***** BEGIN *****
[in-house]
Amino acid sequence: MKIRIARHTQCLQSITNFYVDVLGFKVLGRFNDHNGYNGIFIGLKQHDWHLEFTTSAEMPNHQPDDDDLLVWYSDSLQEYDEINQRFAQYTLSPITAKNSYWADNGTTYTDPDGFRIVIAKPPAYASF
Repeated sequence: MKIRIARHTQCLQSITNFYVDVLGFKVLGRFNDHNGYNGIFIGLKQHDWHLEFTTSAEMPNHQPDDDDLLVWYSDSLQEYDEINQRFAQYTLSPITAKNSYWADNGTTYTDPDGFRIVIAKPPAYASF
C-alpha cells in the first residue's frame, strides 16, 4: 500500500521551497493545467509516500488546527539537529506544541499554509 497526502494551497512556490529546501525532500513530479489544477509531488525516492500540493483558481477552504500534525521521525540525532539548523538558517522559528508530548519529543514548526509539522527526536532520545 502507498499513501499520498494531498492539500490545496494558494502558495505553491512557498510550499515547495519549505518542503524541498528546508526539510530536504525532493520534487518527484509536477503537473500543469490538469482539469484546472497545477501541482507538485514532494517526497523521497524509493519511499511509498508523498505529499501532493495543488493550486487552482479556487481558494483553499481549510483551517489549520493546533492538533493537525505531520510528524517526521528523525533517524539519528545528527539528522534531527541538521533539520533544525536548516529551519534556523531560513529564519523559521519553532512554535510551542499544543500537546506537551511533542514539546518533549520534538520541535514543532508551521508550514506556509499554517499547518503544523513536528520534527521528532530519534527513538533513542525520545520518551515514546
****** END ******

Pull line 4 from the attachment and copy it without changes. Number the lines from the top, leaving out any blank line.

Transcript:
C-alpha cells in the first residue's frame, strides 16, 4: 500500500521551497493545467509516500488546527539537529506544541499554509 497526502494551497512556490529546501525532500513530479489544477509531488525516492500540493483558481477552504500534525521521525540525532539548523538558517522559528508530548519529543514548526509539522527526536532520545 502507498499513501499520498494531498492539500490545496494558494502558495505553491512557498510550499515547495519549505518542503524541498528546508526539510530536504525532493520534487518527484509536477503537473500543469490538469482539469484546472497545477501541482507538485514532494517526497523521497524509493519511499511509498508523498505529499501532493495543488493550486487552482479556487481558494483553499481549510483551517489549520493546533492538533493537525505531520510528524517526521528523525533517524539519528545528527539528522534531527541538521533539520533544525536548516529551519534556523531560513529564519523559521519553532512554535510551542499544543500537546506537551511533542514539546518533549520534538520541535514543532508551521508550514506556509499554517499547518503544523513536528520534527521528532530519534527513538533513542525520545520518551515514546